Blank
1006035_tn?1391310794
The school has good intentions and initially they said they wanted to be a school where "special needs" children can go. I'm not sure what changed. I knew children who behaved much worse than she does. They were fine with things while there was an advisor from the state helping them. The thing is she was just an advisor, not a speech therapist or OT; and she was trying to give my daughter free speech therapy without me or my husband included. When I met with a real SLP I realized the way she was approaching my daughter was wrong and had to ask her to leave.

After what happened this week we have to have a formal meeting and the teachers and directors are having their mentors come help coach them through this. To be honest I still think they are blowing this out of proportion and creating a whole lot of hoopla. She's only 4! It's funny, after everyone calmed down so did my daughter and people feel bad.
Blank
1006035_tn?1391310794
We had our meeting with the school today. Apparently a social-emotional social worker was coming too. I was never told this. I just feel like the director of the school has some serious issues when it comes to communication. People have been coming to her with their concerns and the concerns have just stopped right there. They weren't forwarded onto us until it was "too little too late." I don't understand why we weren't told anything until the last minute. All the social worker said was that my daughter's behavior wasn't her fault and we shouldn't be so hard on her. She also said we are really good parents and it was nice to see someone who wasn't ignoring their child's problems.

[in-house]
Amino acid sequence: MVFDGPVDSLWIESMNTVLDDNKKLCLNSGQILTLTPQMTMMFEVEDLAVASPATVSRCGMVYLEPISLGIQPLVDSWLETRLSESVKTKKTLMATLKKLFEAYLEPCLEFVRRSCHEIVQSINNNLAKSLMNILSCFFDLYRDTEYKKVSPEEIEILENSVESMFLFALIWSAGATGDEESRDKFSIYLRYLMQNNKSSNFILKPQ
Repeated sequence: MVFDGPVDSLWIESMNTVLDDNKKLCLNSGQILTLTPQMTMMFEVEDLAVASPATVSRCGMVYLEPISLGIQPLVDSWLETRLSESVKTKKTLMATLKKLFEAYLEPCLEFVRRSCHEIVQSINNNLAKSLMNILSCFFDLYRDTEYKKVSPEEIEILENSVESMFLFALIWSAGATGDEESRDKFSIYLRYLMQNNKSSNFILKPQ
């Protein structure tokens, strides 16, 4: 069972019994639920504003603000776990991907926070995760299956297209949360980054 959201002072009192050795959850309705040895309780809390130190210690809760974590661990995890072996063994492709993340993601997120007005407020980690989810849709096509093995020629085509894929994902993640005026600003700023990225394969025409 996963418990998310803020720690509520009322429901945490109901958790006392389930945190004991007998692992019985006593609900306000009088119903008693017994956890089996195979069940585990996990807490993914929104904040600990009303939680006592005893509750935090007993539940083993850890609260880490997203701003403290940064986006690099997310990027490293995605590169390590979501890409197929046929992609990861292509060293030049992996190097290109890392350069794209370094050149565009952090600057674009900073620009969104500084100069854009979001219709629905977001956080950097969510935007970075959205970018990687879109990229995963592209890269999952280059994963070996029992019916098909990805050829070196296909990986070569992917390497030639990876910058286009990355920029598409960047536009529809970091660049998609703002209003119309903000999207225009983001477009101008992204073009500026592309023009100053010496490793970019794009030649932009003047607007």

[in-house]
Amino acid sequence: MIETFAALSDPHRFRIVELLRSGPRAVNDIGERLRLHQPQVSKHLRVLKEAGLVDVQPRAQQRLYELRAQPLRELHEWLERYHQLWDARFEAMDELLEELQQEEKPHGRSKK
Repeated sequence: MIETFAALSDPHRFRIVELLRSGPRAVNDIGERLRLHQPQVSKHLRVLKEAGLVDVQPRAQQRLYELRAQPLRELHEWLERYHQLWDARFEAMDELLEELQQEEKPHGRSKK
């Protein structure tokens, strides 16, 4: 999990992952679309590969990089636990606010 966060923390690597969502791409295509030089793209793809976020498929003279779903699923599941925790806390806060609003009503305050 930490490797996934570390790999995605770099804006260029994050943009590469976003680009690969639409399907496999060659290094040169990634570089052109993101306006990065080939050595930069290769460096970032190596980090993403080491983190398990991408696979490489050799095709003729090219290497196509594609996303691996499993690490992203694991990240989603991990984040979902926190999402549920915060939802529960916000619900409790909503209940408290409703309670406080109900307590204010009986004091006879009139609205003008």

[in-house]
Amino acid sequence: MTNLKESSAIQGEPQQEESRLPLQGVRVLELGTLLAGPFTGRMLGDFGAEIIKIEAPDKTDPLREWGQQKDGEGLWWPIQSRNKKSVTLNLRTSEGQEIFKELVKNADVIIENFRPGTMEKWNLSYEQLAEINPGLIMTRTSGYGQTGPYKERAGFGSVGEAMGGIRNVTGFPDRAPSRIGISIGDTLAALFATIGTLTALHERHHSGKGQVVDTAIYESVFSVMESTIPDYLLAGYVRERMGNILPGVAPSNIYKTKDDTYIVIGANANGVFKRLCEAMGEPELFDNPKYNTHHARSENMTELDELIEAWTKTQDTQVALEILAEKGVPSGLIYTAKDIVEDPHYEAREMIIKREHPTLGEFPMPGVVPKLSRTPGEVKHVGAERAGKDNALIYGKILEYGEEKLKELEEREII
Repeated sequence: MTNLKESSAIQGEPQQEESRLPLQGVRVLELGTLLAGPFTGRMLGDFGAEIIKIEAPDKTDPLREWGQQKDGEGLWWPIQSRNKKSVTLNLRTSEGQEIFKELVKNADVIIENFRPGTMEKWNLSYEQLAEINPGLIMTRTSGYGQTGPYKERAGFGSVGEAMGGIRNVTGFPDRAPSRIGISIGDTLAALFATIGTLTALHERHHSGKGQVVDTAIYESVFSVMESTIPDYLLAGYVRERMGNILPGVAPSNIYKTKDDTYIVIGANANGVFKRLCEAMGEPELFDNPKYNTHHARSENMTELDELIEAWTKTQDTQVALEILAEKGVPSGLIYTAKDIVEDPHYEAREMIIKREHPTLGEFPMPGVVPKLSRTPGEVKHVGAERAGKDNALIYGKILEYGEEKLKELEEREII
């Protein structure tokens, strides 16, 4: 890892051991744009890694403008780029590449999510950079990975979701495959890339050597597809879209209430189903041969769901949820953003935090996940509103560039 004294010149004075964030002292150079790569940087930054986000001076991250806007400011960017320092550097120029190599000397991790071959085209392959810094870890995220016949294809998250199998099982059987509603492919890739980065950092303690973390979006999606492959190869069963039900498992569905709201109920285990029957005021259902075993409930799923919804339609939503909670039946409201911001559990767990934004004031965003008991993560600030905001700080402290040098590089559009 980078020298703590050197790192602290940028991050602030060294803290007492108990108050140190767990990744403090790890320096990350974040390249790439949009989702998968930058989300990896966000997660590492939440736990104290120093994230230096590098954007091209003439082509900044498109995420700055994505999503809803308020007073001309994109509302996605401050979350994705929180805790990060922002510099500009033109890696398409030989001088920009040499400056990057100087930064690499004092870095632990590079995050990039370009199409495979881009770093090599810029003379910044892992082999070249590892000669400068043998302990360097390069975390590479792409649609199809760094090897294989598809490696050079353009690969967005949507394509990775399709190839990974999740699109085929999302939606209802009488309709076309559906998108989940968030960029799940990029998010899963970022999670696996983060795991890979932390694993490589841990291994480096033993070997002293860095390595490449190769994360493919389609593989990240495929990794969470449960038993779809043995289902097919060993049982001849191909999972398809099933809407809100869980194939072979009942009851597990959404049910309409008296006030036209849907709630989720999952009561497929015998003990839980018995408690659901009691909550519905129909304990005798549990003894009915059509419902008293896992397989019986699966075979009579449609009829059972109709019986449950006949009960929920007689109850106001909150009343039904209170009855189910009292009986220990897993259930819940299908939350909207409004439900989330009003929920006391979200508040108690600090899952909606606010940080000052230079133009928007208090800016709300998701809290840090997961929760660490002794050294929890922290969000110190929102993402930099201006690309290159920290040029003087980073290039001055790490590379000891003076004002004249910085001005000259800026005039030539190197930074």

Apparently one of the main issues (which was hard to get out of them) was that our daughter accidentally hit a teacher. The thing is the teacher was trying to pick up our DD when she was upset and didn't want to be touched. I see that as a mistake made by the teacher. She shouldn't have pushed herself on our DD. Her reaction was completely reasonable.

It's just horrible that the state we live isn't equipped to deal with developmentally delayed children. How many people are left behind because of this? It makes me sad that even here in America we can't figure out how to deal with our children. I'm glad I'm moving to a state where they know what to do.  
Blank
973741_tn?1342346373
Diva, what is hard about meltdowns at school is that it does in fact scare the other kids.  This happened with my son in preschool.  The social piece of a developmental delay is that the child themselves hasn't developed proper social skills and the other children start to shy away from a child that is volatile.  That is actually fairly common in these situations.  Been there.  It doesn't feel good and unfortunately the only way to fix it is to work with the child with the delay to help them improve their skills, coping mechanisms and manage their behavior.  I have always felt and was told that a child with a delay shouldn't be singled out.  Sitting down and talking to the class about it does damage in preschool.  Activities done for my son's sensory were done with the WHOLE class so he wasn't singled out.  Or the teacher would pick one or two other kids to do an activity with him.  

I think you will find in just about every state that if behavior is too far outside of what the school typically handles (and we don't know that as we aren't there all day)------  they will begin to recommend Early Intervention at the public school's preschool program.  I don't say this to make you feel bad because as you know, I've certainly been in your shoes . . . but they have a classroom of children and when one is dominating their time------ or they do not feel they are providing what she needs to be successful--------  it is in everyone's best interest that a child enter an early intervention program trained to help and deal with all that comes with a child's delay.  

I also want to tell you that a therapist met with our son's teacher in preschool and the preschool director and myself.  She said the same thing.  My son's behavior issues were due to his delay of sensory integration disorder.  With that being said, they came up with plans on how to deal with it.  We had to set up boundaries.  He had time outs in the director's office a few times.  Things like that.